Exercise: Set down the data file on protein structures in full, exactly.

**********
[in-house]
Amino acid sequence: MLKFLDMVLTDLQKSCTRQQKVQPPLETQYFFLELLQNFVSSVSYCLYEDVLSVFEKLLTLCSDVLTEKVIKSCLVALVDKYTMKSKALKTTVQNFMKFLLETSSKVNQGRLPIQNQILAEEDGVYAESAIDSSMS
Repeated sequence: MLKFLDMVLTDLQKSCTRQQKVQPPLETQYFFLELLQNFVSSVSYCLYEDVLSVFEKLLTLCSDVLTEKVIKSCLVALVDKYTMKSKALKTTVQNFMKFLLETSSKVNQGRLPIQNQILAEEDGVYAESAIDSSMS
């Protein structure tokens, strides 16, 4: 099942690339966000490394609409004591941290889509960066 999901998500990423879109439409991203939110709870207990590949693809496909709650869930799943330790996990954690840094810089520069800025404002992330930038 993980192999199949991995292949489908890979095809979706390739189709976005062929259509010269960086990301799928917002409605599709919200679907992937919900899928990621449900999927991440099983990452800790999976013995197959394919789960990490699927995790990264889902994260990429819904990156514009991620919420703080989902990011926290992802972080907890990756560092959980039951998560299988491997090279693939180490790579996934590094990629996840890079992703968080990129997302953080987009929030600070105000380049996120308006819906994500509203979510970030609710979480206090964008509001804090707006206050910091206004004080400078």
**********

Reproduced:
[in-house]
Amino acid sequence: MLKFLDMVLTDLQKSCTRQQKVQPPLETQYFFLELLQNFVSSVSYCLYEDVLSVFEKLLTLCSDVLTEKVIKSCLVALVDKYTMKSKALKTTVQNFMKFLLETSSKVNQGRLPIQNQILAEEDGVYAESAIDSSMS
Repeated sequence: MLKFLDMVLTDLQKSCTRQQKVQPPLETQYFFLELLQNFVSSVSYCLYEDVLSVFEKLLTLCSDVLTEKVIKSCLVALVDKYTMKSKALKTTVQNFMKFLLETSSKVNQGRLPIQNQILAEEDGVYAESAIDSSMS
């Protein structure tokens, strides 16, 4: 099942690339966000490394609409004591941290889509960066 999901998500990423879109439409991203939110709870207990590949693809496909709650869930799943330790996990954690840094810089520069800025404002992330930038 993980192999199949991995292949489908890979095809979706390739189709976005062929259509010269960086990301799928917002409605599709919200679907992937919900899928990621449900999927991440099983990452800790999976013995197959394919789960990490699927995790990264889902994260990429819904990156514009991620919420703080989902990011926290992802972080907890990756560092959980039951998560299988491997090279693939180490790579996934590094990629996840890079992703968080990129997302953080987009929030600070105000380049996120308006819906994500509203979510970030609710979480206090964008509001804090707006206050910091206004004080400078």